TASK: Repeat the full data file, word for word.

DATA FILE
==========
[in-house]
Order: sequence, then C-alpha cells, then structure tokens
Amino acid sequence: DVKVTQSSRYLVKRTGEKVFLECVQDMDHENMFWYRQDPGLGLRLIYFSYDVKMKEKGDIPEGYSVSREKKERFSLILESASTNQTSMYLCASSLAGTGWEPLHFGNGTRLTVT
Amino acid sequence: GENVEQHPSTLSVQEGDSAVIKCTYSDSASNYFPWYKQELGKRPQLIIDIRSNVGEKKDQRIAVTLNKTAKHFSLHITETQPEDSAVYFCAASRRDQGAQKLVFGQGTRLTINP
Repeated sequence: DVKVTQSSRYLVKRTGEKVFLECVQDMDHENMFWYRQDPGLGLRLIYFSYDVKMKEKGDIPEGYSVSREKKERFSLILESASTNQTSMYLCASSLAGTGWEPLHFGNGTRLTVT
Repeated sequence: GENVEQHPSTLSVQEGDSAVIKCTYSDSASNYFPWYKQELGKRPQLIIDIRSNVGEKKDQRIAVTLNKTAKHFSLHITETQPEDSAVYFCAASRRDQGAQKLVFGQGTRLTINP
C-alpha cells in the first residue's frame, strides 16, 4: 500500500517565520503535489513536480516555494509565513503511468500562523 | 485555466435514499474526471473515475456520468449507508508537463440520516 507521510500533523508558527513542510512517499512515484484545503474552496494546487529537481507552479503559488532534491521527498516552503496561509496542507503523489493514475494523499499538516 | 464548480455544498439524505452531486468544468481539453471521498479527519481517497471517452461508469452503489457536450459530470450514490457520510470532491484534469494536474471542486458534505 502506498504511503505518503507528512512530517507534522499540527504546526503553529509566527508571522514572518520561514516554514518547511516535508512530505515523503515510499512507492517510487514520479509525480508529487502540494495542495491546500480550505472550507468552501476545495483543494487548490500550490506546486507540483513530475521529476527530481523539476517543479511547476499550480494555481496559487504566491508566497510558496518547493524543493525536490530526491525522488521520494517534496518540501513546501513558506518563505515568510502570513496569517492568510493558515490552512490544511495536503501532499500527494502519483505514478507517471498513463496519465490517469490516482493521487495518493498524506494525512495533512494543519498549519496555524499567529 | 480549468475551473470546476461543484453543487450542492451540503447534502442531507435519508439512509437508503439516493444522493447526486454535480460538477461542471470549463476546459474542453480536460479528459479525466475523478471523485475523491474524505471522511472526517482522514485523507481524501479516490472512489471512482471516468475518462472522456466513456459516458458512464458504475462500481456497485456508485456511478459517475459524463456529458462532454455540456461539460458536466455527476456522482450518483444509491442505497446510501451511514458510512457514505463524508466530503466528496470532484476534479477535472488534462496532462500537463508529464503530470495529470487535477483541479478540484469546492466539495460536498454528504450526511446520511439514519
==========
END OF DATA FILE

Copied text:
[in-house]
Order: sequence, then C-alpha cells, then structure tokens
Amino acid sequence: DVKVTQSSRYLVKRTGEKVFLECVQDMDHENMFWYRQDPGLGLRLIYFSYDVKMKEKGDIPEGYSVSREKKERFSLILESASTNQTSMYLCASSLAGTGWEPLHFGNGTRLTVT
Amino acid sequence: GENVEQHPSTLSVQEGDSAVIKCTYSDSASNYFPWYKQELGKRPQLIIDIRSNVGEKKDQRIAVTLNKTAKHFSLHITETQPEDSAVYFCAASRRDQGAQKLVFGQGTRLTINP
Repeated sequence: DVKVTQSSRYLVKRTGEKVFLECVQDMDHENMFWYRQDPGLGLRLIYFSYDVKMKEKGDIPEGYSVSREKKERFSLILESASTNQTSMYLCASSLAGTGWEPLHFGNGTRLTVT
Repeated sequence: GENVEQHPSTLSVQEGDSAVIKCTYSDSASNYFPWYKQELGKRPQLIIDIRSNVGEKKDQRIAVTLNKTAKHFSLHITETQPEDSAVYFCAASRRDQGAQKLVFGQGTRLTINP
C-alpha cells in the first residue's frame, strides 16, 4: 500500500517565520503535489513536480516555494509565513503511468500562523 | 485555466435514499474526471473515475456520468449507508508537463440520516 507521510500533523508558527513542510512517499512515484484545503474552496494546487529537481507552479503559488532534491521527498516552503496561509496542507503523489493514475494523499499538516 | 464548480455544498439524505452531486468544468481539453471521498479527519481517497471517452461508469452503489457536450459530470450514490457520510470532491484534469494536474471542486458534505 502506498504511503505518503507528512512530517507534522499540527504546526503553529509566527508571522514572518520561514516554514518547511516535508512530505515523503515510499512507492517510487514520479509525480508529487502540494495542495491546500480550505472550507468552501476545495483543494487548490500550490506546486507540483513530475521529476527530481523539476517543479511547476499550480494555481496559487504566491508566497510558496518547493524543493525536490530526491525522488521520494517534496518540501513546501513558506518563505515568510502570513496569517492568510493558515490552512490544511495536503501532499500527494502519483505514478507517471498513463496519465490517469490516482493521487495518493498524506494525512495533512494543519498549519496555524499567529 | 480549468475551473470546476461543484453543487450542492451540503447534502442531507435519508439512509437508503439516493444522493447526486454535480460538477461542471470549463476546459474542453480536460479528459479525466475523478471523485475523491474524505471522511472526517482522514485523507481524501479516490472512489471512482471516468475518462472522456466513456459516458458512464458504475462500481456497485456508485456511478459517475459524463456529458462532454455540456461539460458536466455527476456522482450518483444509491442505497446510501451511514458510512457514505463524508466530503466528496470532484476534479477535472488534462496532462500537463508529464503530470495529470487535477483541479478540484469546492466539495460536498454528504450526511446520511439514519